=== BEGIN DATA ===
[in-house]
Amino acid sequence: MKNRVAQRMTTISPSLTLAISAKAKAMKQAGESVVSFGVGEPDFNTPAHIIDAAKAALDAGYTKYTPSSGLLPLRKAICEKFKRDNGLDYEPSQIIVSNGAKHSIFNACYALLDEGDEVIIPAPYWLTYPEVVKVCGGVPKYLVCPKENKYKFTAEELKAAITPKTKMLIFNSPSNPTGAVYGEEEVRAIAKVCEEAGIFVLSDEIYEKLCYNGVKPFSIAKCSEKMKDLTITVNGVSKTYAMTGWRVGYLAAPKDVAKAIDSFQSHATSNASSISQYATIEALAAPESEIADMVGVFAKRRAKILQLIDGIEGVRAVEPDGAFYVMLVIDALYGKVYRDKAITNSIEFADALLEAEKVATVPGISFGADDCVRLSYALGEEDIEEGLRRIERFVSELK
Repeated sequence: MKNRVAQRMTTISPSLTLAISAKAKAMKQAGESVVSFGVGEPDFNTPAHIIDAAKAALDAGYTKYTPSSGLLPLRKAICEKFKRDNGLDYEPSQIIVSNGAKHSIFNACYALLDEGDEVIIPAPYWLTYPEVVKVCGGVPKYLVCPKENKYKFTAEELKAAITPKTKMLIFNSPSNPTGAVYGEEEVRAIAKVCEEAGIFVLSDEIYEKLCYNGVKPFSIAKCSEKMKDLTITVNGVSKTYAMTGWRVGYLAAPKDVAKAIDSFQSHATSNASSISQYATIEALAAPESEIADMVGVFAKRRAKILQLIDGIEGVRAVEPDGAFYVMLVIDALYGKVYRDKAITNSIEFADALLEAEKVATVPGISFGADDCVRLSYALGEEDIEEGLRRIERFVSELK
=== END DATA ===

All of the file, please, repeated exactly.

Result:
[in-house]
Amino acid sequence: MKNRVAQRMTTISPSLTLAISAKAKAMKQAGESVVSFGVGEPDFNTPAHIIDAAKAALDAGYTKYTPSSGLLPLRKAICEKFKRDNGLDYEPSQIIVSNGAKHSIFNACYALLDEGDEVIIPAPYWLTYPEVVKVCGGVPKYLVCPKENKYKFTAEELKAAITPKTKMLIFNSPSNPTGAVYGEEEVRAIAKVCEEAGIFVLSDEIYEKLCYNGVKPFSIAKCSEKMKDLTITVNGVSKTYAMTGWRVGYLAAPKDVAKAIDSFQSHATSNASSISQYATIEALAAPESEIADMVGVFAKRRAKILQLIDGIEGVRAVEPDGAFYVMLVIDALYGKVYRDKAITNSIEFADALLEAEKVATVPGISFGADDCVRLSYALGEEDIEEGLRRIERFVSELK
Repeated sequence: MKNRVAQRMTTISPSLTLAISAKAKAMKQAGESVVSFGVGEPDFNTPAHIIDAAKAALDAGYTKYTPSSGLLPLRKAICEKFKRDNGLDYEPSQIIVSNGAKHSIFNACYALLDEGDEVIIPAPYWLTYPEVVKVCGGVPKYLVCPKENKYKFTAEELKAAITPKTKMLIFNSPSNPTGAVYGEEEVRAIAKVCEEAGIFVLSDEIYEKLCYNGVKPFSIAKCSEKMKDLTITVNGVSKTYAMTGWRVGYLAAPKDVAKAIDSFQSHATSNASSISQYATIEALAAPESEIADMVGVFAKRRAKILQLIDGIEGVRAVEPDGAFYVMLVIDALYGKVYRDKAITNSIEFADALLEAEKVATVPGISFGADDCVRLSYALGEEDIEEGLRRIERFVSELK